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Dartmouth appoints first Sustainability Director

Global Living Project founder Jim Merkel to join college June 1

With its long history of environmental stewardship and conservation, Dartmouth will now join many of its Ivy League peers in creating the position of Sustainability Director. Based on recommendations from an environmental analysis project, the position will be a three-year experiment.  After conducting a nationwide search, said Provost Barry Scherr, the College search committee selected Jim Merkel, an engineer with an impressive record of environmental leadership.

Jim Merkel
Jim Merkel

In 1989, Merkel, a military and industrial designer and salesman for TRW, Inc., was stunned by news of the catastrophic Exxon Valdez oil spill. Almost immediately, he left TRW to campaign for peace, environmental conservation and global equity. He transformed his life into a model of economic sustainability, creating a personal economy that brought him much closer to the global average income and worked to promote sustainable policies through local organizing. Along the way he founded the Global Living Project and authored the book Radical Simplicity.

Merkel will assume his new position on June 1, and will lead Dartmouth's ongoing efforts to integrate environmentally and socially sustainable practices into the College's day-to-day operations as well as its long-term goals.

"Jim Merkel's enthusiasm and dedication will help the College expand its commitment to sustainable and responsible practices," said Scherr.  "His role will be not just to identify and implement ways in which Dartmouth can further environmentally sound practices, but also to work closely with students, faculty, staff and administrators to further an awareness of sustainability issues throughout the campus.  His engineering background and practice-oriented approach will allow him to make a tangible difference to the campus and the community," added Scherr.

As Sustainability Director, Merkel will be responsible for working with administrators, faculty and students to provide the knowledge, skills and motivation to make Dartmouth a model of sustainability through the management of its resources and operations; facilities planning and design; research activities; the curriculum; and the extra-curricular life of the College. Merkel will develop a strategy to embed principles of sustainable prosperity in all of Dartmouth's roles-as a place of learning and research, a business enterprise and a member of the local community. One important facet of his role will be demonstrating to students that they too can make valuable contributions to sustainable use.

The decision to create the position grew out of the recommendations from an environmental analysis and is expected to save the College money in the long run. Similar initiatives at other colleges and universities have demonstrated that sustainability staff save their institutions significant amounts of money and Scherr noted that one of the means of evaluating the experiment will be measuring the return on investment during the next three years.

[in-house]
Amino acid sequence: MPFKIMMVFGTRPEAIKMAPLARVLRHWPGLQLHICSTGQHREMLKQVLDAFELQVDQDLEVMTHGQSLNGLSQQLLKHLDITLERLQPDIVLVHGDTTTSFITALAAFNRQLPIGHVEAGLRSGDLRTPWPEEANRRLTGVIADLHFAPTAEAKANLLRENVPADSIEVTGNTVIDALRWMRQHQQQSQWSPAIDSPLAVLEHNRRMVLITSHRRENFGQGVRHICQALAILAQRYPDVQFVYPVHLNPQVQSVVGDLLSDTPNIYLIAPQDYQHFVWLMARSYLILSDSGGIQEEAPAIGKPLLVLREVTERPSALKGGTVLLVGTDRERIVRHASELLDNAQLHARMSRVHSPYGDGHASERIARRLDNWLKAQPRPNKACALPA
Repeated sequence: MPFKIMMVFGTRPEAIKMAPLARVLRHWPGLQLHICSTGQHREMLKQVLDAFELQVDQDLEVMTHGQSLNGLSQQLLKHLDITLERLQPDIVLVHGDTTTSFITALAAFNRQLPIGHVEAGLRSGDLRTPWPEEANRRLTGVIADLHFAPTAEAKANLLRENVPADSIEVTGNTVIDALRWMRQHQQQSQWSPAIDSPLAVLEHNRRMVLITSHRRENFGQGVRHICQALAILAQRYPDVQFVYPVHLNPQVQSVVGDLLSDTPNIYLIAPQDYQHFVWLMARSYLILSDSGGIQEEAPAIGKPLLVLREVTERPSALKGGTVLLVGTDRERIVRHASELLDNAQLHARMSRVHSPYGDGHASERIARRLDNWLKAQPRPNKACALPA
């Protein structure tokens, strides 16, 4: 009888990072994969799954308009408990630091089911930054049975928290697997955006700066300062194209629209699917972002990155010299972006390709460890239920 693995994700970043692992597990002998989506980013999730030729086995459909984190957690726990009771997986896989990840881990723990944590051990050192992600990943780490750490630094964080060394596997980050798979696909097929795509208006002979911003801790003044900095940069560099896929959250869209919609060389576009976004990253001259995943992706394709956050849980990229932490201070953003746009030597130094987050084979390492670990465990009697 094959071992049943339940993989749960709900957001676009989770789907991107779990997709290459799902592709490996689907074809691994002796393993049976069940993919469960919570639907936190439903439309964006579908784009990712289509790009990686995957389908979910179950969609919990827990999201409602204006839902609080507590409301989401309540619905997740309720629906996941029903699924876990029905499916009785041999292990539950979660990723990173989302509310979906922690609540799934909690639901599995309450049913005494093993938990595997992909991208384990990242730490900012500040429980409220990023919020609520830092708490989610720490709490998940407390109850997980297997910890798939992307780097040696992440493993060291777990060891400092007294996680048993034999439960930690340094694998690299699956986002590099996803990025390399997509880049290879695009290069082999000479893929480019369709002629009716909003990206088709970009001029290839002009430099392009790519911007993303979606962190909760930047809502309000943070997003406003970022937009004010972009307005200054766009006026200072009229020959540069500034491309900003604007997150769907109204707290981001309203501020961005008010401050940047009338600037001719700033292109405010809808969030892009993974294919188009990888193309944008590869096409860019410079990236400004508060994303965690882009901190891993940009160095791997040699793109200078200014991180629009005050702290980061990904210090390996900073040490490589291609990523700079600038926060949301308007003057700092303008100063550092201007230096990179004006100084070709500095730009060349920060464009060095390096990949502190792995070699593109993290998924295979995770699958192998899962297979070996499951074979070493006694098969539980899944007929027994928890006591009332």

Scherr also noted that Dartmouth has a long and vibrant tradition of focusing on environmental issues and boasts one of the nation's strongest environmental studies programs. "Dartmouth must make a commitment to conserving and sustaining its resources now," said Scherr, "if we want to bequeath the College that we love to future generations."

Current green initiatives at Dartmouth include an organic farm, composting and recycling programs and integrated pest management and use of green cleaning products. The College vehicle fleet includes gas-electric hybrids and several buildings currently in design and construction will be LEED-certified. Dartmouth supports local growers through the Vital Communities program and uses ground-water cooling in its dormitories. The College also manages a sustainable forest and produces furniture from the forest timber.

Merkel earned a B.S. in electrical engineering from Stony Brook University in 1984 and has 12 years of experience in industry. His projects at TRW included energy demand management systems, design of industrial equipment, military cryptographic communication systems and foreign military sales. 

In his work to develop and promote sustainable practices, Merkel founded the Alternative Transportation Task Force in San Luis Obispo, Calif., that helped create an interconnected bike lane system throughout the city and county. He was elected to the board of the Environmental Center of San Luis Obispo County and served on the Sierra Club's Executive Committee. As a lobbyist in Washington D.C., he has worked to promote wilderness legislation, peace and Native American rights. In 1994 Merkel received an Earthwatch Gaia Fellowship to research efficient resource use in Kerala, India, and visited communities in the Himalayas. The following year he founded the Global Living Project (GLP) in British Columbia and initiated the GLP Summer Institute for the measurement and reduction of biospheric impact.

He also helped found the "Cycling for a Sustainable Future" speaking tour that has logged over 17,000 miles delivering programs at colleges and universities. In the month prior to joining Dartmouth, Merkel is taking a bicycle tour of Spanish universities promoting the Spanish edition of Radical Simplicity. He is also the author of The Global Living Handbook  (2000).


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Last Updated: 12/17/08